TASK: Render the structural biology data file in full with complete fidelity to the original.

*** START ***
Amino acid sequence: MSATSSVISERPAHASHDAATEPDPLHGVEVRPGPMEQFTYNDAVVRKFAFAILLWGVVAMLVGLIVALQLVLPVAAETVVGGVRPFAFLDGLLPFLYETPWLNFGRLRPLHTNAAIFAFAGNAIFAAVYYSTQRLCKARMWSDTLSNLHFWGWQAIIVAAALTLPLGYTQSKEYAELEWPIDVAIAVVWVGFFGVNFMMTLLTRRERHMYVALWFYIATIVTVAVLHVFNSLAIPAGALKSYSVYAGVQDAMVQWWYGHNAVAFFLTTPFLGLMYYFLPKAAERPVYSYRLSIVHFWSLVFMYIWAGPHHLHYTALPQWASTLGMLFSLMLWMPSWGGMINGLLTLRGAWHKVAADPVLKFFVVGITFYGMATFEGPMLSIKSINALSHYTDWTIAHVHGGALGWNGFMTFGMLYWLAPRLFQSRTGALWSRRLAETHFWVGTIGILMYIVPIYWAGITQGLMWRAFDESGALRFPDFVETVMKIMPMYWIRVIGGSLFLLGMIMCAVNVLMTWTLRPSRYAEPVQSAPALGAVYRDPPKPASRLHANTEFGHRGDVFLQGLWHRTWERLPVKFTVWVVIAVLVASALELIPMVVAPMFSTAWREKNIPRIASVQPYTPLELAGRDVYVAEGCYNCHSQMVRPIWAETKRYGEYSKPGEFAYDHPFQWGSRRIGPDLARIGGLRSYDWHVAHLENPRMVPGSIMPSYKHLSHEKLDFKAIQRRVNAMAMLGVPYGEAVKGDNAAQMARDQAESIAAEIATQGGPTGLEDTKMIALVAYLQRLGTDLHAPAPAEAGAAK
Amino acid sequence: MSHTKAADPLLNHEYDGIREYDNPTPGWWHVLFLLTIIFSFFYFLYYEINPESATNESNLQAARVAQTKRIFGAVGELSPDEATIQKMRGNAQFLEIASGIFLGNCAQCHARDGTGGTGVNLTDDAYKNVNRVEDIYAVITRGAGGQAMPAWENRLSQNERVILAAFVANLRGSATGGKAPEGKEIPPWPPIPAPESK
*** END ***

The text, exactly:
Amino acid sequence: MSATSSVISERPAHASHDAATEPDPLHGVEVRPGPMEQFTYNDAVVRKFAFAILLWGVVAMLVGLIVALQLVLPVAAETVVGGVRPFAFLDGLLPFLYETPWLNFGRLRPLHTNAAIFAFAGNAIFAAVYYSTQRLCKARMWSDTLSNLHFWGWQAIIVAAALTLPLGYTQSKEYAELEWPIDVAIAVVWVGFFGVNFMMTLLTRRERHMYVALWFYIATIVTVAVLHVFNSLAIPAGALKSYSVYAGVQDAMVQWWYGHNAVAFFLTTPFLGLMYYFLPKAAERPVYSYRLSIVHFWSLVFMYIWAGPHHLHYTALPQWASTLGMLFSLMLWMPSWGGMINGLLTLRGAWHKVAADPVLKFFVVGITFYGMATFEGPMLSIKSINALSHYTDWTIAHVHGGALGWNGFMTFGMLYWLAPRLFQSRTGALWSRRLAETHFWVGTIGILMYIVPIYWAGITQGLMWRAFDESGALRFPDFVETVMKIMPMYWIRVIGGSLFLLGMIMCAVNVLMTWTLRPSRYAEPVQSAPALGAVYRDPPKPASRLHANTEFGHRGDVFLQGLWHRTWERLPVKFTVWVVIAVLVASALELIPMVVAPMFSTAWREKNIPRIASVQPYTPLELAGRDVYVAEGCYNCHSQMVRPIWAETKRYGEYSKPGEFAYDHPFQWGSRRIGPDLARIGGLRSYDWHVAHLENPRMVPGSIMPSYKHLSHEKLDFKAIQRRVNAMAMLGVPYGEAVKGDNAAQMARDQAESIAAEIATQGGPTGLEDTKMIALVAYLQRLGTDLHAPAPAEAGAAK
Amino acid sequence: MSHTKAADPLLNHEYDGIREYDNPTPGWWHVLFLLTIIFSFFYFLYYEINPESATNESNLQAARVAQTKRIFGAVGELSPDEATIQKMRGNAQFLEIASGIFLGNCAQCHARDGTGGTGVNLTDDAYKNVNRVEDIYAVITRGAGGQAMPAWENRLSQNERVILAAFVANLRGSATGGKAPEGKEIPPWPPIPAPESK